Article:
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      Cis-dominated media and cis people who claim to be fans of Janet Mock bear the sole responsibility for objectifying Mock and other trans* women. The obsession with beauty and surgery and “passing” comes directly from transmisogynist cis people, especially the media, the medical establishment, and the beauty industry. Mock and other trans feminist writers have consistently called out the objectifying gaze that cis people project onto trans* bodies, and how it fuels the systemic oppression that all trans* people struggle with. Now whether cis people take heed of trans* criticism of their transphobic gaze is another matter altogether.

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        It’s easy to say it’s all the cis people who objectify Janet Mock and have put her on a pedestal (and again, I think she’s a great possibility-model for many young trans women… this is more about how she’s viewed not about her) but it’s also been many women in the trans community who have literally drooled over Janet. Every post she makes is filled with fangirl fawning comments going on about how beautiful she is (which she is) and how hawt her boyfriend is and her wonderful lifestyle. I’d like to say they’re just happy for her but really it sounds more like internalized transphobia. The “groundbreaking” stuff she’s saying is stuff many trans women activists have been saying for years yet because it’s coming out of her cis-looking face, it’s suddenly a big deal. This behavior happens to some degree whenever there is an extremely passable and ‘cis-looking’ trans woman who is given instant cred… to whit Nikki Arraguz and Paris Lees. I’m not saying those women don’t have a lot to offer the trans community because they do, just that they’re given an instantaneous position of high respect in the trans community, along with paid speaking dates, photo shoots, media opportunities and high visibility in actual publications. Then I can think of a pre-Janet black trans woman like Ashley Love who was given a similar position in the trans community for a period of time only to make a whole lot of messed up statements about “real transsexuals vs. phony transgender cross-dressers.” Don’t we ever learn from this? This nonsense is perpetuating all that oppresses us and, no, I don’t think Janet has addressed it nearly enough in her writings I’ve seen (although i haven’t read her book yet).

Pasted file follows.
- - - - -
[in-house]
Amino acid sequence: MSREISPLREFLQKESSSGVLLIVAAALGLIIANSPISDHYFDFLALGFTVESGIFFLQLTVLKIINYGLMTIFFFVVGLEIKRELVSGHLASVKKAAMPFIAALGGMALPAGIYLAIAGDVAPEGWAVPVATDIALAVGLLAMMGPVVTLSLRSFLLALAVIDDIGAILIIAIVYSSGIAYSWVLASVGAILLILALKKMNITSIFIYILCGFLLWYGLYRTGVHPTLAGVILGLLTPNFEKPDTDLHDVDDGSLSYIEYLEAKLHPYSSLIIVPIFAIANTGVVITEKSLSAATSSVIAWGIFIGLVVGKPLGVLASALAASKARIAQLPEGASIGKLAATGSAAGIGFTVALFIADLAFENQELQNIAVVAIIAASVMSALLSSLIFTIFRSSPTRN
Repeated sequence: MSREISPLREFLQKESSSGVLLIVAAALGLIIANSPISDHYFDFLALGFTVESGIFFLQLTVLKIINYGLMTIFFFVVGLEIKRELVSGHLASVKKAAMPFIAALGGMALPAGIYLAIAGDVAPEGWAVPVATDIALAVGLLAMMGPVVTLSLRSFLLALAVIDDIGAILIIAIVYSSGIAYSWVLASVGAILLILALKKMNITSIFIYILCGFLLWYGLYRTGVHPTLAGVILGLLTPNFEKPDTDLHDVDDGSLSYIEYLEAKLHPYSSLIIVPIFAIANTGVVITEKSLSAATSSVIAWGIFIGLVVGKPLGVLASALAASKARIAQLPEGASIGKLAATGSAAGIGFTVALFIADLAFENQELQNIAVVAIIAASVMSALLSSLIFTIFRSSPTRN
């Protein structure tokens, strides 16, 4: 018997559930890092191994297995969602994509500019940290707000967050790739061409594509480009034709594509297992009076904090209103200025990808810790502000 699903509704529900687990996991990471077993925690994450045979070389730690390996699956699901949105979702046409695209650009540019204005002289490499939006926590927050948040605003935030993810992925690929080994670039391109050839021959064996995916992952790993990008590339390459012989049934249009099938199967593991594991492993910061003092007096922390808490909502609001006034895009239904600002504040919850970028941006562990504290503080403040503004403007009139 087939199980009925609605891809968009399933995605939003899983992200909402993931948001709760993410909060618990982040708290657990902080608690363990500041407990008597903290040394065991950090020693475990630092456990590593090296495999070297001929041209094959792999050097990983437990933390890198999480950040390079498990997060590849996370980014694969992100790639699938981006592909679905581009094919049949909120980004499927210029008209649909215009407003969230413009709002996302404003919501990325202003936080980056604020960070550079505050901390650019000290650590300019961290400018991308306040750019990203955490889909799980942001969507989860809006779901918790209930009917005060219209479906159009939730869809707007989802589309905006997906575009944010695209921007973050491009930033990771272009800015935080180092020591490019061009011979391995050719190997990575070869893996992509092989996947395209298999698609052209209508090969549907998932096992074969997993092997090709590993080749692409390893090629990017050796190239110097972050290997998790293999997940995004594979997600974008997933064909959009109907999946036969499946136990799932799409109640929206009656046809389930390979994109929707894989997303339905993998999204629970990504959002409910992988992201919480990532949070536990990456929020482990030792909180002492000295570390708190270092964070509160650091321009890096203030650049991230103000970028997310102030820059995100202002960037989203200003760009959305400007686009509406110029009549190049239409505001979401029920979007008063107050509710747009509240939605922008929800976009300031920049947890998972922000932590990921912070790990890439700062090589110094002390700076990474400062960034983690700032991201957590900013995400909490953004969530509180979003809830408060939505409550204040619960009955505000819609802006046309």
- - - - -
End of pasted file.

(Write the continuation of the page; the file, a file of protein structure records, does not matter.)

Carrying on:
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          I feel like you’re giving Janet Mock way more privilege than she actually has. Remember, no matter how beautiful she is, she’s still a trans woman of color, she’s still black. Just take a look at other black trans women like Islan Nettles, Kelly Young and Eyricka Morgan. They were all gorgeous and I think a lot of people would agree that they “passed” better than a lot of trans women, but that didn’t stop them from being beaten and murdered. I honestly find it a little baffling that you are saying that cis society is going to listen to and embrace a black trans woman, no matter how beautiful she is, over white trans women. For a cis analogy, look at how many more people see Lena Dunham and Tina Fey (two beautiful women who are considered “plain” by hollywood standards) as feminist icons and listen to the things they has to say compared to how many people see Beyoncé and Nicki Minaj as feminist icons. While the latter are praised for their looks far more than the former, the mainstream media and society definitely celebrates Lena and Tina for their “feminism” way more than it celebrates Beyoncé and Nicki for theirs.